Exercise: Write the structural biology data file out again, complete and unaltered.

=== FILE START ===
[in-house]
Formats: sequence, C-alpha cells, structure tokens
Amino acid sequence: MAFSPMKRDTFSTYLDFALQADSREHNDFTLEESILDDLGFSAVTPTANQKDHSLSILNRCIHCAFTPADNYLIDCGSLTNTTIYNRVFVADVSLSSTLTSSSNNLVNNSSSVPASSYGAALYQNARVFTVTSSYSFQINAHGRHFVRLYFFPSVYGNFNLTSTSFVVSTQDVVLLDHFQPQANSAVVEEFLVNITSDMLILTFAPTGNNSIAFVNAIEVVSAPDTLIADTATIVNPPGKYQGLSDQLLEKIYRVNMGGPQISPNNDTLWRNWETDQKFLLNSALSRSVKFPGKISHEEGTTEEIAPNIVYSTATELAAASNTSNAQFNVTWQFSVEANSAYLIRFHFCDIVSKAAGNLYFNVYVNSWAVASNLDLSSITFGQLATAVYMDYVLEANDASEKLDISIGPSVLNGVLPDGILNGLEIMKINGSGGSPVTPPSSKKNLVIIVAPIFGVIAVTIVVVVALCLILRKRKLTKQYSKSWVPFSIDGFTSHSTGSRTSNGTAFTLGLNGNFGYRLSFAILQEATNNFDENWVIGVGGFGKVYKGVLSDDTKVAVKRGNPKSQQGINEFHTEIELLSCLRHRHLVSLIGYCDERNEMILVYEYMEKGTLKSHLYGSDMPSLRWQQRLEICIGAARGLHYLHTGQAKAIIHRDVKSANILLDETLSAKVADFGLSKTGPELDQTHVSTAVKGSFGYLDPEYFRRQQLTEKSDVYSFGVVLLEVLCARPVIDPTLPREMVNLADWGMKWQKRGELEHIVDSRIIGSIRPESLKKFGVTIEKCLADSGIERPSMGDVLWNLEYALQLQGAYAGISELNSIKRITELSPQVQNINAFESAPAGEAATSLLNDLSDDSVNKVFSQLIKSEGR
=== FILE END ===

[in-house]
Formats: sequence, C-alpha cells, structure tokens
Amino acid sequence: MAFSPMKRDTFSTYLDFALQADSREHNDFTLEESILDDLGFSAVTPTANQKDHSLSILNRCIHCAFTPADNYLIDCGSLTNTTIYNRVFVADVSLSSTLTSSSNNLVNNSSSVPASSYGAALYQNARVFTVTSSYSFQINAHGRHFVRLYFFPSVYGNFNLTSTSFVVSTQDVVLLDHFQPQANSAVVEEFLVNITSDMLILTFAPTGNNSIAFVNAIEVVSAPDTLIADTATIVNPPGKYQGLSDQLLEKIYRVNMGGPQISPNNDTLWRNWETDQKFLLNSALSRSVKFPGKISHEEGTTEEIAPNIVYSTATELAAASNTSNAQFNVTWQFSVEANSAYLIRFHFCDIVSKAAGNLYFNVYVNSWAVASNLDLSSITFGQLATAVYMDYVLEANDASEKLDISIGPSVLNGVLPDGILNGLEIMKINGSGGSPVTPPSSKKNLVIIVAPIFGVIAVTIVVVVALCLILRKRKLTKQYSKSWVPFSIDGFTSHSTGSRTSNGTAFTLGLNGNFGYRLSFAILQEATNNFDENWVIGVGGFGKVYKGVLSDDTKVAVKRGNPKSQQGINEFHTEIELLSCLRHRHLVSLIGYCDERNEMILVYEYMEKGTLKSHLYGSDMPSLRWQQRLEICIGAARGLHYLHTGQAKAIIHRDVKSANILLDETLSAKVADFGLSKTGPELDQTHVSTAVKGSFGYLDPEYFRRQQLTEKSDVYSFGVVLLEVLCARPVIDPTLPREMVNLADWGMKWQKRGELEHIVDSRIIGSIRPESLKKFGVTIEKCLADSGIERPSMGDVLWNLEYALQLQGAYAGISELNSIKRITELSPQVQNINAFESAPAGEAATSLLNDLSDDSVNKVFSQLIKSEGR